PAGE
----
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Editorial: Japan's teacher shortage must be solved by improving working conditions

A shortage of educators resulting from a lack of replacements for staff who go on parental leave or who are recuperating from illness has become commonplace at public educational institutions in Japan, including elementary, junior high and high schools.

    In its first national survey of the issue, the Ministry of Education, Culture, Sports, Science and Technology found that as of the start of the 2021 academic year the proportion of schools with staff shortages had risen to 5.8% of the total -- or 1,897 schools. In all, 2,558 posts were going unfilled.

    There are some cases where managerial staff including principals and vice principals are inevitably filling in the roles of homeroom teachers. In some schools, classes have been temporarily suspended due to teachers of specific subjects being absent.

    There are concerns the lack of leeway in schools will have consequences for children's studies. Measures to improve the situation must be taken without delay.

    Behind the problems today is the withdrawal from the workforce of the huge numbers of educational staff hired in the 1980s. While the generations switch over and more young people take parental leave and other time away, it has become harder to hire temporary education staff to fill in the roles.

    The main candidates for this work are people still aiming to be teachers after not passing the hiring exam. However, fewer people are taking the tests, and this fall in the scale factor means fewer candidates are available.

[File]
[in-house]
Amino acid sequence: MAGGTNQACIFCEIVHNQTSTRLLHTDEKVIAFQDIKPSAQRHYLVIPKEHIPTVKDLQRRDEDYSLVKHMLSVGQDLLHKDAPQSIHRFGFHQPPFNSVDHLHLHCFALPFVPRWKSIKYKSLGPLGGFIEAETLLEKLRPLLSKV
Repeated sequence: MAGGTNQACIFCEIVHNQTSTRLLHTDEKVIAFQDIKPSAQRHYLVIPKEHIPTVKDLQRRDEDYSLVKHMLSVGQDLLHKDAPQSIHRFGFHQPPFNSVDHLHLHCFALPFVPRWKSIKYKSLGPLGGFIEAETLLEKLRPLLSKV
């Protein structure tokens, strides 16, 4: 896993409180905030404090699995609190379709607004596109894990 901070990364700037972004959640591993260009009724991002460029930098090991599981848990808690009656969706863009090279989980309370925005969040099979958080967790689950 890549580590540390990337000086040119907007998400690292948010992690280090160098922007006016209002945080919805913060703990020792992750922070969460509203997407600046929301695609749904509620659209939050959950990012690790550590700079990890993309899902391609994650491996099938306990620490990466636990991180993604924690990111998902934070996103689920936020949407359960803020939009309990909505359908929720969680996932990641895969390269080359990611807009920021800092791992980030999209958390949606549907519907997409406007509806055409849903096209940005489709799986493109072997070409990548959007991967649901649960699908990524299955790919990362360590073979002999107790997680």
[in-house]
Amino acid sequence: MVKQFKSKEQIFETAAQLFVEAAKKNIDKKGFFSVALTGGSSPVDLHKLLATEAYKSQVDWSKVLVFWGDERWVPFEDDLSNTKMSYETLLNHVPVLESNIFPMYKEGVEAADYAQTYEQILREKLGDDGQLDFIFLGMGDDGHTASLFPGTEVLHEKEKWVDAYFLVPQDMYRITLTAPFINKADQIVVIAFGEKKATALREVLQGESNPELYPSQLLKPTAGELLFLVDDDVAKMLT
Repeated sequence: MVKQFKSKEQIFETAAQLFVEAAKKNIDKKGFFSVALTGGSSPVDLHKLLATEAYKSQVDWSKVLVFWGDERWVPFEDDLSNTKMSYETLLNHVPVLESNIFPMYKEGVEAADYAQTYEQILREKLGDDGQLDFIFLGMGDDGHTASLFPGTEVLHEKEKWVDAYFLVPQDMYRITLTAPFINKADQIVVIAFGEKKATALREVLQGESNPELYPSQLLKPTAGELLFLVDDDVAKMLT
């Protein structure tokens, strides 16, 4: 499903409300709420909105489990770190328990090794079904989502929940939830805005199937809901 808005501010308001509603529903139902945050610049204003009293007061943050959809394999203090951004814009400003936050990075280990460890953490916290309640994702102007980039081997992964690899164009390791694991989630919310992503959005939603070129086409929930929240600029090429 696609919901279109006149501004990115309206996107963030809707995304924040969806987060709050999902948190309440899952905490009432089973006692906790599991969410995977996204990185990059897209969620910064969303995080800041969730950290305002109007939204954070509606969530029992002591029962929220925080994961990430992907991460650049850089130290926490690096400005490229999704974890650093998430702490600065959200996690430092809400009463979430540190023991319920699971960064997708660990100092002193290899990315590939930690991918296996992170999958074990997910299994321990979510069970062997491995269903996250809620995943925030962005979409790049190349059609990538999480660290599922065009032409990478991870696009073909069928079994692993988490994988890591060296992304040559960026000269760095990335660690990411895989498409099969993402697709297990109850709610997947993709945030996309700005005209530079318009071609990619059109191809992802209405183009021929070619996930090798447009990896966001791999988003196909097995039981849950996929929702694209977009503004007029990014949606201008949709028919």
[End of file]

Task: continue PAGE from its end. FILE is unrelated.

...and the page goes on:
The system which voids teaching licenses for education professionals that don't undergo training once every 10 years has also been a contributing issue. The path to getting teachers who have left back into the classroom is narrowed as a result.

    It is expected that the system will be abolished in the 2022 academic year, but that won't be enough. This opportunity should be one to create a system that can flexibly accept a wider range of people as temporary education workers. Improved treatment for temporary teachers in uncertain positions is also indispensable.

    What is important to fundamentally solve the problem is an approach that encourages more people to want to become teachers. Some point out that the fall in people taking exams to become educators is because they feel the work itself is not attractive.

    Their working environment, which requires them to assume other duties and respond to parents and guardians in addition to teaching classes, must be improved. There is also an urgent need to review the present system in which long hours of overtime are not reflected in pay.

    At the same time, there must be efforts to more actively utilize a system that appoints a diversity of people including members of society with specialist knowledge.

    The solution to teaching staff shortages is imperative to maintaining children's studies. We want the national government, local authorities and schools to cooperate and concentrate their knowledge into creating an environment that can reliably secure human resources.

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